Young Hartlepool people inspired by Holocaust survivor

Teacher Barbara Rackstraw, Holocaust survivor Martin Stern and students from English Martyrs Sixth Form College.
Teacher Barbara Rackstraw, Holocaust survivor Martin Stern and students from English Martyrs Sixth Form College.

Sixth form college srtudents from Hartlepool were inspired by a visit from a Holocaust survivor.

Martin Stern went along to English Martyrs Sixth Form College to spend a day with history and psychology students and talk to them about his experiences.

This day will stay with me for a long time

Barbara Rackstraw

The 79-year-old, now a retired immunologist, told the teenagers about how he was arrested in his school classroom aged just five-years-old because his father was a Jew.

His parents, both German, had fled to Holland before the war, but his non-Jewish mother died in hospital shortly after giving birth to his younger sister.

Martin told the children how his father was being hidden by courageous farmers near Amsterdam airport after the German invasion, but was eventually captured and this was the last time he ever saw him.

Along with his one-year-old sister, Erica, Martin was imprisoned in Theresienstadt, where a Dutch woman, Catharina Casoeto De Jong, who had been imprisoned for marrying a Jewish market trader, began looking after them.

Catharina would bring the pair food from the ghetto kitchen and kept them safe. Martin said she saved their lives by risking her own life each day.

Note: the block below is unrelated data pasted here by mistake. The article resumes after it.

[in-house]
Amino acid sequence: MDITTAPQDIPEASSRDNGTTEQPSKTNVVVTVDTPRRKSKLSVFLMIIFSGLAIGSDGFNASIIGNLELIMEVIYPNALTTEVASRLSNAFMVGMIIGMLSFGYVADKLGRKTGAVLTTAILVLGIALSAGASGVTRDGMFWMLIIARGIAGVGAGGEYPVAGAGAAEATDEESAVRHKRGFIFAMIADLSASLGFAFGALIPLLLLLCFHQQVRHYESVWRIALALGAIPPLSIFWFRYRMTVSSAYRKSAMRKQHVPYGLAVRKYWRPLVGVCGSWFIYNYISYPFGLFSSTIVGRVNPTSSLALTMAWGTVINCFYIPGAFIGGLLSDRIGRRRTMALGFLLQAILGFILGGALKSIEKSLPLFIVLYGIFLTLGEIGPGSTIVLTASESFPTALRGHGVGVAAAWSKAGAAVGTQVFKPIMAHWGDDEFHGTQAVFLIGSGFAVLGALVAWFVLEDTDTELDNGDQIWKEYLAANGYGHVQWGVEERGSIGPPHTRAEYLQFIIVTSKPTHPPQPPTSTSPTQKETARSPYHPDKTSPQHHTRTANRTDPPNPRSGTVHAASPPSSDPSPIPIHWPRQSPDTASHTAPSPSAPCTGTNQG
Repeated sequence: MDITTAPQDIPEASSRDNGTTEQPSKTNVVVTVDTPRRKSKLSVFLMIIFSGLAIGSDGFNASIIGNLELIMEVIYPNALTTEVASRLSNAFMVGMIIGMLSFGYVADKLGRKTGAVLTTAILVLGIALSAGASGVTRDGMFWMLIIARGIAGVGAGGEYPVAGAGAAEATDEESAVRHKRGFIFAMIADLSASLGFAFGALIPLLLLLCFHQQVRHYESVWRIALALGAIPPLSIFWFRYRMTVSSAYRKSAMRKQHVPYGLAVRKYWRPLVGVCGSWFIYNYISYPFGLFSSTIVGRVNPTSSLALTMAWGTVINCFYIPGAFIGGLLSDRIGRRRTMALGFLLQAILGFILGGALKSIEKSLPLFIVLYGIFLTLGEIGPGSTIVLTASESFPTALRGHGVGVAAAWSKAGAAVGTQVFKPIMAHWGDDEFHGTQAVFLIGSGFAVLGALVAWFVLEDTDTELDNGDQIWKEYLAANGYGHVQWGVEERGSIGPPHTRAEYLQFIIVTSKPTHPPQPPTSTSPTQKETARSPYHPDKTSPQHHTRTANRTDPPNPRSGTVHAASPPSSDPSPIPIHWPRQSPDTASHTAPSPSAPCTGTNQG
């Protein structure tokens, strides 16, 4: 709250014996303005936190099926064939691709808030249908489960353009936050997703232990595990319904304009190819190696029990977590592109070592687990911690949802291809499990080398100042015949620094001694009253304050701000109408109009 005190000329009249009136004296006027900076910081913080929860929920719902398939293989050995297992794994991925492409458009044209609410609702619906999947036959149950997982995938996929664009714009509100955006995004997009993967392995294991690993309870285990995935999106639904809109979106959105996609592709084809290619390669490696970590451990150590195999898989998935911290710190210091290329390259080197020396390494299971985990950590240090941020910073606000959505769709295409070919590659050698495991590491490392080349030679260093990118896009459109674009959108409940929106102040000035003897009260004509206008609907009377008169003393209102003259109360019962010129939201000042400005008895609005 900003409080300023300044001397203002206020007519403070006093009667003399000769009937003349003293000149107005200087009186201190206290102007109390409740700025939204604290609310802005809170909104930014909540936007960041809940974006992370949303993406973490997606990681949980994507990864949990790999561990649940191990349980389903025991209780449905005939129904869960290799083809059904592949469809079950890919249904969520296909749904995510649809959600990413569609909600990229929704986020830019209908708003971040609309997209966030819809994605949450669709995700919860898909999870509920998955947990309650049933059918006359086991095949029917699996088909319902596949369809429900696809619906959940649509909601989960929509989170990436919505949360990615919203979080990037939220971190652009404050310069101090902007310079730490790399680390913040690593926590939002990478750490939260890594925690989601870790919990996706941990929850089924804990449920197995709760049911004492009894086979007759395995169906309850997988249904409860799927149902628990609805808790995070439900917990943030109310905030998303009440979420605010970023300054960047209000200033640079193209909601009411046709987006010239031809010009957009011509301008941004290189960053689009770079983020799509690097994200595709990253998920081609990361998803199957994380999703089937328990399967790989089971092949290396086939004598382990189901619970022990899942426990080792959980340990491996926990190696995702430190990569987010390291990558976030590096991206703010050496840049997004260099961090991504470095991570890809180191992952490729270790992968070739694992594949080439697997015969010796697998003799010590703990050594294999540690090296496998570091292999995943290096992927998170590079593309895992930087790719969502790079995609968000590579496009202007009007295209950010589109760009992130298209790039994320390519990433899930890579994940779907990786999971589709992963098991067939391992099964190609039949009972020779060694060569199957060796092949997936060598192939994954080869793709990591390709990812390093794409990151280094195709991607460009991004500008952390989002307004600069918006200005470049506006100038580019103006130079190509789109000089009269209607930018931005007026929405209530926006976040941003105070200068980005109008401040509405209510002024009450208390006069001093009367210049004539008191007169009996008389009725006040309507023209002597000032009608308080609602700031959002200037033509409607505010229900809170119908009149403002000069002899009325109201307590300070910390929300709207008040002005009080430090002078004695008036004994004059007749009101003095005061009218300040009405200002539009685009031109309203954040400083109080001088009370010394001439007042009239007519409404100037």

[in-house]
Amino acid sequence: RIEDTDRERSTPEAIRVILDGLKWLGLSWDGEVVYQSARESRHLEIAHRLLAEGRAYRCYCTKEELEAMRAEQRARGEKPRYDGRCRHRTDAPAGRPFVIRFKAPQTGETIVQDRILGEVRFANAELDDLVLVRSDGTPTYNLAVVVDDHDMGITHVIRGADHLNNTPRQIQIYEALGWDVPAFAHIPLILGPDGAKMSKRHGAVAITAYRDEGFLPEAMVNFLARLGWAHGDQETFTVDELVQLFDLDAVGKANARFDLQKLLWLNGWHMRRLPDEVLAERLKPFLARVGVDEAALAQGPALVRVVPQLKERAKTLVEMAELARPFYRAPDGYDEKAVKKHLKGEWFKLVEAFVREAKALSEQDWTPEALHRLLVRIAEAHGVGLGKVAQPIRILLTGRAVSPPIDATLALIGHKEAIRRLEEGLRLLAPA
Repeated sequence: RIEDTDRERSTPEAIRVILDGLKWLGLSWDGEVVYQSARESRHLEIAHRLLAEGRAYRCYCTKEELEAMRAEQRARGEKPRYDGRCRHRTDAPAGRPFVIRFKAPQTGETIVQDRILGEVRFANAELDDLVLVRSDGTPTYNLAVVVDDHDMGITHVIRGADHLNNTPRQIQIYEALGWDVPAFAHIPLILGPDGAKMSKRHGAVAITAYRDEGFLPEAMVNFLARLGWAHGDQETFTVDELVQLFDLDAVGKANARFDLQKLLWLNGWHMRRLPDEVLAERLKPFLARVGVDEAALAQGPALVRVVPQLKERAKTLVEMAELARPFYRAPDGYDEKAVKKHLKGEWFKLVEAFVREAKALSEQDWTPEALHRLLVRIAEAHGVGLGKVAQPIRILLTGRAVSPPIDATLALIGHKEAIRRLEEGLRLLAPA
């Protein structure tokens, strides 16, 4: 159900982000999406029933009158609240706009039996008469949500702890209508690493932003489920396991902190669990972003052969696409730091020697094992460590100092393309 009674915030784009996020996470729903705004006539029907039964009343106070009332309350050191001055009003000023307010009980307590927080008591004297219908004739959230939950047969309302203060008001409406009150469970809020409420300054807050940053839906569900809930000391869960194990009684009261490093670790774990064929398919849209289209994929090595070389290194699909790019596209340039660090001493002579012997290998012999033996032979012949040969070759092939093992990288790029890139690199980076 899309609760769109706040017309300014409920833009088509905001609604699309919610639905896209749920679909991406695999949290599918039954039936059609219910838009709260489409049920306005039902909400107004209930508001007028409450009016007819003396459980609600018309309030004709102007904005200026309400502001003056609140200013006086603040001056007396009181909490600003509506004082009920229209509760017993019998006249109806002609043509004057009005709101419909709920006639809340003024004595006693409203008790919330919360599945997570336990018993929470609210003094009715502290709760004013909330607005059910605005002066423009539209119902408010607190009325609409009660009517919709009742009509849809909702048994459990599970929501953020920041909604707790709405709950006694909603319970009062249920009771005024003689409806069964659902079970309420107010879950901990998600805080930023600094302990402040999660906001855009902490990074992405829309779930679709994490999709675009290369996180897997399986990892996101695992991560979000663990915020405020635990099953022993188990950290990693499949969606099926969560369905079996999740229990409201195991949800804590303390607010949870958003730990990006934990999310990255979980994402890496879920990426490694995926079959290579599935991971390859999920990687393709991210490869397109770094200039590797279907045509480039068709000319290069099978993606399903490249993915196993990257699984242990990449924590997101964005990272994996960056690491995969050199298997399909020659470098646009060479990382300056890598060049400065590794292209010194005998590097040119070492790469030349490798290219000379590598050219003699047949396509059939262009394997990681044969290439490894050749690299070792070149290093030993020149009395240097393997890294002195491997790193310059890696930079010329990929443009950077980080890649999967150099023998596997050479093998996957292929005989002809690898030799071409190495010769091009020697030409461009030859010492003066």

Thankfully the youngsters were eventually freed and Martin went on to study medicine at Oxford, becoming an immunologist and an authority on asthma, while Erica, who died in 2007, returned to the Netherlands and taught at the University of Utrecht.

Barbara Rackstraw, teacher of psychology at the sixth form college, said: “This day will stay with me for a long time, Martin was unlike anyone I’ve ever met before.

“He held the attention of the students over a full day and I am both humbled and grateful for this experience.

“Martin is a skilled academic and his ability to apply psychology to his experience was done in a way that no text book or lesson could ever teach.

“In the not so distant future all we will have are books, memories passed on from grandparents – let’s not forget to ask and listen while we still can.”

Student, Alice Relton, said: “At the end of the talk I just wanted to stand up and clap.”

And, Alice Eyre, a fellow student, said: “How can someone with those experiences still be so positive about the world?

“He was amazing.”